Playwright: Michael John LaChiusa, after Schnitzler. At: BoHo Theatre, 7016 N. Glenwood. Tickets: 866-811-4111; bohotheatre.com; $19-$22. Runs through: May 1
Arthur Schnitzler's 1897 play Reigenusually translated as La Rondewas a landmark of sexual frankness. It wasn't about acts or facts of sex, but about libido and ego bringing people together for brief physical couplings devoid of real love, although not necessarily devoid of emotional longing. The nerves struck by Schnitzler were universal enough for the play to be widely translated, inspiring at least four films and numerous musical and non-musical stage adaptations. Directors find the work's structure appealing, too: intimate two-character scenes in which one person carries forward from the previous scene, so the prostitute has sex with a soldier, the soldier with a nurse, the nurse with a young patient, the patient with a married woman, and so on back to the prostitute. Thus, Hello Again for the title of Michael John LaChiusa's chamber-opera adaptation.
LaChiusa is true to Schnitzler's form although he varies the couplings and uses the 10-person ensemble as a chorus. He also places each scene in a different 20th-century decade, which allows him to draw inspiration from period musical styles; thus, there's a waltz for 1900 but be-bop and close-harmony vocals for the 1940s. In Schnitzler's ironic original, the emotions of the moment never survive sexual climax, and LaChiusa's pithy lyrics retain this hallmark. The theme reaches its musical and verbal peak in two late scenes. Scene 7, a gay pick-up in the 1970s, features soaring music in one of the show's few duets ( in most scenes only one person sings ) as a lonely boy sings "All I want is somewhere safe" while his older love-of-the-night wants an angel. Then, in the closing Scene 10, a senator begs the sleeping prostitute next to him, "Sweet lover, don't wake up or I wake up alone," uncertain whether he is the dreamer or the dream of an idyllic tenderness.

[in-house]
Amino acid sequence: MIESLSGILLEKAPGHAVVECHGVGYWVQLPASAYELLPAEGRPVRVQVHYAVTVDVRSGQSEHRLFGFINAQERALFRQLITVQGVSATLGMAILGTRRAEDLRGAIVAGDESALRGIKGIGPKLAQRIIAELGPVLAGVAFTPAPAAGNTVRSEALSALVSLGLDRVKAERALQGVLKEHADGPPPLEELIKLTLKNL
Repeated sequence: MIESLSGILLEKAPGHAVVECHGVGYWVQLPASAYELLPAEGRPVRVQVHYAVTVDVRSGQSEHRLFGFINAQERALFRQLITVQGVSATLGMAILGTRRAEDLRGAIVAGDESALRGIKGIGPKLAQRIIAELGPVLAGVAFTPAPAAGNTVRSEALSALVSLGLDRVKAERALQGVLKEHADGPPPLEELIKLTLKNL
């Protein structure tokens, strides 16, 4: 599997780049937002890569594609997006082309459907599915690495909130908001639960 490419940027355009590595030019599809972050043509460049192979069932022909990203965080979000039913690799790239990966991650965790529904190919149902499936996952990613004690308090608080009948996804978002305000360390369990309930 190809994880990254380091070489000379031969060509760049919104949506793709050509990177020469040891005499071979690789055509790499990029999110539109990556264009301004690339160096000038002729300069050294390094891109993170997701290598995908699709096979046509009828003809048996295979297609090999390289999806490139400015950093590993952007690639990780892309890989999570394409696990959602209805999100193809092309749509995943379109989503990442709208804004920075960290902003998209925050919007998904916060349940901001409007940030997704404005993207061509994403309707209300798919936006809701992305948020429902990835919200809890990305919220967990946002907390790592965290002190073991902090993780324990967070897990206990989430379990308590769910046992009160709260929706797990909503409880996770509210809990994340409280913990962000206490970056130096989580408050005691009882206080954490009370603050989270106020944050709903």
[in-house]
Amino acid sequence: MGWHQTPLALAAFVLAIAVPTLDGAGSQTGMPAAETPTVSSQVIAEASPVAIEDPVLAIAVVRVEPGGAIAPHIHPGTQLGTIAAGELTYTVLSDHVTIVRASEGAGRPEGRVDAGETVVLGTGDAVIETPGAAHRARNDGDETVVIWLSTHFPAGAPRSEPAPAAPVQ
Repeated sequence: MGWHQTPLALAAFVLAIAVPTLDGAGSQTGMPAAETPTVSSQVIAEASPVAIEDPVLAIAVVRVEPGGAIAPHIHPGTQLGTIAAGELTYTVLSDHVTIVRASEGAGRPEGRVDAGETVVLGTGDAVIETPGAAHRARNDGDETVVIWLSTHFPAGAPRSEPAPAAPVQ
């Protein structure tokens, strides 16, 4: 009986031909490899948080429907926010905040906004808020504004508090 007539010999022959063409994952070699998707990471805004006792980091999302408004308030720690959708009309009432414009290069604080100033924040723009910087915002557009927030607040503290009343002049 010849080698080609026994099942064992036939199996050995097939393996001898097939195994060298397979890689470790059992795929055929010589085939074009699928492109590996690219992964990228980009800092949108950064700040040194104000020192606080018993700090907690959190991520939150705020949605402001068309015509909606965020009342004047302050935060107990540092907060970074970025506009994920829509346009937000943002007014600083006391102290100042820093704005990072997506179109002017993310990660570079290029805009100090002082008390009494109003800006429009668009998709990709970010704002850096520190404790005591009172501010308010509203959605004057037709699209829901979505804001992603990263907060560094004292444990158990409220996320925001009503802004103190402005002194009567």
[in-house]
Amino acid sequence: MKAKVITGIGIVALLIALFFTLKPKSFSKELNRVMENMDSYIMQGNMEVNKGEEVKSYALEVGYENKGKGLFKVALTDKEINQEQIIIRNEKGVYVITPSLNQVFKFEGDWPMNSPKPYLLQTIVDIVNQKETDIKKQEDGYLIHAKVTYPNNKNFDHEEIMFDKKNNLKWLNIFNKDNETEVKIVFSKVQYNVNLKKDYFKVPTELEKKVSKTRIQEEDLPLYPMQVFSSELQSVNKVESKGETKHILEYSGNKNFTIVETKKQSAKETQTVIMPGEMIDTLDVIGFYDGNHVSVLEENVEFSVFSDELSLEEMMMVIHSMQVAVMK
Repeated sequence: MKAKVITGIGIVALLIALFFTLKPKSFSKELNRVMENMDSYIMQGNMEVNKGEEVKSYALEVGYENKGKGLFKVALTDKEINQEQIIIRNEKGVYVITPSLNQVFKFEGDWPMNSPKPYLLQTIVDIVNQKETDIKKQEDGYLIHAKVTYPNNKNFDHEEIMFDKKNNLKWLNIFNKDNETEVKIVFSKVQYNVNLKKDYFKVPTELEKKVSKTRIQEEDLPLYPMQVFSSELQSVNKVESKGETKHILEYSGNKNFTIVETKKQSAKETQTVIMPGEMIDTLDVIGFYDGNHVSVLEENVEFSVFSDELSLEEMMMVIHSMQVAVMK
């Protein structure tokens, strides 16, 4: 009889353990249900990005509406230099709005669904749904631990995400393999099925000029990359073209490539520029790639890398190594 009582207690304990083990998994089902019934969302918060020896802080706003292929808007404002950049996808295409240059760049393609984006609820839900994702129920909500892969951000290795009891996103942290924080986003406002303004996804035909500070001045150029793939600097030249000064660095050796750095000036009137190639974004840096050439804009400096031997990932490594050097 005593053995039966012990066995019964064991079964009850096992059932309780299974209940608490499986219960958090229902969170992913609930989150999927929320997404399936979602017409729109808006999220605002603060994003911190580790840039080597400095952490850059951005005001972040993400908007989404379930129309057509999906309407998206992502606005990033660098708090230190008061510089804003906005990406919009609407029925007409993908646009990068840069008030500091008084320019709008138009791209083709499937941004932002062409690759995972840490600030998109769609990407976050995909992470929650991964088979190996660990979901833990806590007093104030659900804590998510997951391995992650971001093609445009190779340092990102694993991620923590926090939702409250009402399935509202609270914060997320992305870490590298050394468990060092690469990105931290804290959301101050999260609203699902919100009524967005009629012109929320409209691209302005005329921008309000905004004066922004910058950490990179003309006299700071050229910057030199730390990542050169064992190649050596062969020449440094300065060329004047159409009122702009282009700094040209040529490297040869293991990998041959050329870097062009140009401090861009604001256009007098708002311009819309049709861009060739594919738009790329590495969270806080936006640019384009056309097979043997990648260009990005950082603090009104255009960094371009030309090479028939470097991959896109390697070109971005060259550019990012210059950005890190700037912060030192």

LaChiusa's music ranges from operatic to soft rock and the excellent BoHo ( sic ) cast is fully up to the mark under co-directors Michael Ryczek and Stephen Rader, and musical director Nick Sula. The attractive cast offers a sufficient skin-and-basked quotient ( although there's no full nudity ) but audiences really should note the musical quality on display. Each cast memberfrom the twinkish Adam Fane and kittenish Adrianna Parson to mature Robert Wharton and alluring Heather Townsendis a fine singing actor with great pipes and unerringly correct for character type as well.
Schnitzler couldn't portray sex in his era, so his scenes are pre- or post-coital. BoHo has no such reservations, and the simulated sex of some scenes is in-your-face in BoHo's postage stamp-sized storefront. Some may enjoy this; I found it, uh, distracting and unnecessary, but that's my only caveat about this fine rendering of Hello Again.